and form a thermal bridge with the outside. So make sure to regularly inspect your insulation
    quality and renew it if necessary.
  • Make sure to install extractor fans and cooking hoods in your kitchen and bathroom. These
    products help to redirect the damp air outside before it hits the roof and condenses.
  • If possible, install trickle vents on your windows frames. These small openings allow subtle
    ventilation through closed windows without causing chilly airflows.
  • Similarly, try to have passive vents on your roofs or in the top of your ceilings. These are
    wind-driven ventilators that allow the air to flow through the building.
  • Loft and underfloor vents are also good. These areas are usually airtight, and therefore, a vent
    will surely help them breathe and have more fresh air.


Summary on Insulation vs Condensation.

Too much insulation can cause condensation.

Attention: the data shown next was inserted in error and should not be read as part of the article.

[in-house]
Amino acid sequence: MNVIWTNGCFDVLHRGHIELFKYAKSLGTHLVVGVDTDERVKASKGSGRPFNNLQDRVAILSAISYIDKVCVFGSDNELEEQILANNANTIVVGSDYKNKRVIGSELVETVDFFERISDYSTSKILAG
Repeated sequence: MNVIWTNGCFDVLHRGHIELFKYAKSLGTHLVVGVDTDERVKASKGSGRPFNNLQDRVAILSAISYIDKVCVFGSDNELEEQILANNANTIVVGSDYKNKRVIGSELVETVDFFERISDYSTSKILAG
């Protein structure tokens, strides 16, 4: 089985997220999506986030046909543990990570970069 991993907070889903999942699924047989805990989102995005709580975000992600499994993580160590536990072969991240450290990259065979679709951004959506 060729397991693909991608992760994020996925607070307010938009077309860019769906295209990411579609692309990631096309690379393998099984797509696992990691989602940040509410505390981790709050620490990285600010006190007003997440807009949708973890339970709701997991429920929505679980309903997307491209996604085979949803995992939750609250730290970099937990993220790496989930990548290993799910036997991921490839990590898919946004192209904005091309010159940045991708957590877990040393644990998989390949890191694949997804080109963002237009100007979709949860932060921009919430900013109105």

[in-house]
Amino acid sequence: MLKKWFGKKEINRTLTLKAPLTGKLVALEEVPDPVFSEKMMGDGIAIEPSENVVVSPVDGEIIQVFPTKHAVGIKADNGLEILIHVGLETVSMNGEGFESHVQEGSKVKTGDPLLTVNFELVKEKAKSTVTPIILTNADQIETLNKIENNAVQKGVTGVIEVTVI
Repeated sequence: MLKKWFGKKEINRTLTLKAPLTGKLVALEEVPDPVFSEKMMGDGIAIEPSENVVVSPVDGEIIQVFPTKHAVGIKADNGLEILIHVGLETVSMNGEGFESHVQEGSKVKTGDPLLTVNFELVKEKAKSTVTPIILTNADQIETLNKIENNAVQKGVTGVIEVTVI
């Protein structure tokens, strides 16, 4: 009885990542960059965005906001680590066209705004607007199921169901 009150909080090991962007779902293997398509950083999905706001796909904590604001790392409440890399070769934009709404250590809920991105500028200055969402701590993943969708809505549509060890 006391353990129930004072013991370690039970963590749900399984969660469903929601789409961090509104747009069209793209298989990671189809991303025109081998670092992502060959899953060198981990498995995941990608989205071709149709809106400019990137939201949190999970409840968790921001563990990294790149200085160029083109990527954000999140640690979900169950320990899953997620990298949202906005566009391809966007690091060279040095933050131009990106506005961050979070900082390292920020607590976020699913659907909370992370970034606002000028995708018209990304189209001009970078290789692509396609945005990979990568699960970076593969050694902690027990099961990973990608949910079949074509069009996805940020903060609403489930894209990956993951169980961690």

Lagged lofts, wood-insulated walls, and fancy double-glazed windows help to maintain indoor heat,
but they also trap moist air inside, and as a result, force it to condense somewhere.

In other words, over-insulating reduces air ventilation inside a building and therefore presents
the damp air from escaping outside.

To preVent that, householders should put effort into maintaining harmony between insulation and

This includes only insulating rooms that are most likely to have condensation problems. Also,
installing vents and extractor fans in airtight areas with help the building to breathe and get rid
of moist air before it condenses on a cool surface.